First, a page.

How to balance tube on top, solid on the bottom?

Hello how do you go about balancing the volume from my
pre-amp, For a system with tube amp on the highend of the
speaker and solid state on the bottom end? Its not a problem
if both amps are identical, But in this case they are not.
You need a volume (level) control in the more-sensitive amp. If it doesn't have one and you can't add one (and it CAN be done), you'll need some kind of active crossover. If you do that, you'll have to figure out how to drive the speaker AFTER its passive networks.

You also might consider the passive RCA-jack-type attenuators that are used usually to effectively reduce a preamp's gain for better matching with hi-gain poweramps and/or hi-sensitivity speakers.
Well you will have to have some sort of gain control or sensitivity switch on at least on one amp. Older McIntosh amps had it and probably others do too. Otherwise you need a crossover or attenuators in line but that would be too messy for me.
Many pro power SS amps have sensitivity pots (my Bryston 4B does). You can adjust these to match the level in your tubes.

Biamping is probably only worth the trouble if you eliminate the passive crossover in the speakers. I hope you are planning to do this or it will be a lot of work for only modest gain.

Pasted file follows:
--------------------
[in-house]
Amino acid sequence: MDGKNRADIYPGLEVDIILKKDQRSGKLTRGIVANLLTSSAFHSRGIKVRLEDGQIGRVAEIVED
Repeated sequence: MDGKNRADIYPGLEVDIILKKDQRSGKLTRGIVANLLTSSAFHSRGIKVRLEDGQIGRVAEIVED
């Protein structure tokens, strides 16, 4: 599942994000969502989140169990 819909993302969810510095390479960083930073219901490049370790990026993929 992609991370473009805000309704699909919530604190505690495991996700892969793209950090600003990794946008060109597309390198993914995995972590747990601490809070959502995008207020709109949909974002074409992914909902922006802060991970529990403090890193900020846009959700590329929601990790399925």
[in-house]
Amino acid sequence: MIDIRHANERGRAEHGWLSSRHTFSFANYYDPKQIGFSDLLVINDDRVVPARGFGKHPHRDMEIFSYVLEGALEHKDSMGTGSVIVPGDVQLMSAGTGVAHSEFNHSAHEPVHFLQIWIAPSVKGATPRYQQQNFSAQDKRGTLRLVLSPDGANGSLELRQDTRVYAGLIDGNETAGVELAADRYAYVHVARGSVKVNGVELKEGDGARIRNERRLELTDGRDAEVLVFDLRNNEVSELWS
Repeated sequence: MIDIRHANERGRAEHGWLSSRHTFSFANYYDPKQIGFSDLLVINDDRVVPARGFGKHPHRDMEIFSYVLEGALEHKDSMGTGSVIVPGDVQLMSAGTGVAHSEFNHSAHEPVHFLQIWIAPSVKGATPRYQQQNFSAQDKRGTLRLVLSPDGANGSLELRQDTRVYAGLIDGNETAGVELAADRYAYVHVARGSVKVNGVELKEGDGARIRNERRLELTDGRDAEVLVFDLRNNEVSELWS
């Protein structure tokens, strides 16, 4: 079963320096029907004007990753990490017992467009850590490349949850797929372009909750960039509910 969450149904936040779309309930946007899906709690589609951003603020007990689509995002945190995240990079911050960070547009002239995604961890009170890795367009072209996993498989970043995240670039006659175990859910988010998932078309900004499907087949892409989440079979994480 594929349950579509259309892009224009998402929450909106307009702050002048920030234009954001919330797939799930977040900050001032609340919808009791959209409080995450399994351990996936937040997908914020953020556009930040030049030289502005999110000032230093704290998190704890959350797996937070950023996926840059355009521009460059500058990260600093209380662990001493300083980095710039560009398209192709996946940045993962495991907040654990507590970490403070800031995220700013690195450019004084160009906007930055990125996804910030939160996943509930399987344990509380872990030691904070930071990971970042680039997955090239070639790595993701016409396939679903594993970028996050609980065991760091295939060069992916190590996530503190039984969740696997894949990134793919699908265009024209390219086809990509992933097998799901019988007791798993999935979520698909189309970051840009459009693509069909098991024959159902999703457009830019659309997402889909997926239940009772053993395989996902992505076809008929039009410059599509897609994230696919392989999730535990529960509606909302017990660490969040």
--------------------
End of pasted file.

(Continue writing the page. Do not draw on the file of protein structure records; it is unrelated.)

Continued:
This link explains more
Like Jeff says, you need to be able to attenuate the more sensitive amp. An active crossover is always best. You could try these although I've never used them myself:

RCA line-level attenuator:

Or maybe a pair of the "Endler Attenuators":

I use VTL MB100 for tweeters and Sunfire SRA at the bottom.
My preamp Sunfire SRP has two sets of outputs one is high-pass and another one is main. SS amp is connected to the main and tube amp is connected to high-pass through the balanced line converter with adjustable sensitivity.
Shogun, a few more comments.
1. I believe passive biamping, that is, using the speakers' passive crossovers, is worth the effort.
2. Many speaker systems include networks to equalize response and/or impedance; active filtering which avoids the crossover networks also avoids the benefits of these equalization networks.
3. I believe biamping works best with 3-way speakers with just bass (and not midrange too) on the bottom. The woofer can be driven very succesfully by a solidstate amp. You then can benefit from the glories of a tubed amp on the MR and treble (and not just treble as in a 2-way).

Which speaker? Do you have a schematic diagram of the crossover?
Works great with my Martin Logan SL-3's driving the woofer with a PS Audio GCC-100 & Cary SLAM-100 mono blocks driving the 'stat panels. The GCC-100 'gain cell' volume control drives both the power amp section of the GCC-100 and the Cary's via the output jacks on the GCC-100. I don't need to balance anything, the GCC-100 is 100 SS watts per & the Cary's in triode are 95 tube watts each - seems to be a great marriage for the Martin Logans - more than enough power & the tubes on the top really flesh out the panels, which can be a tad lean with SS amps.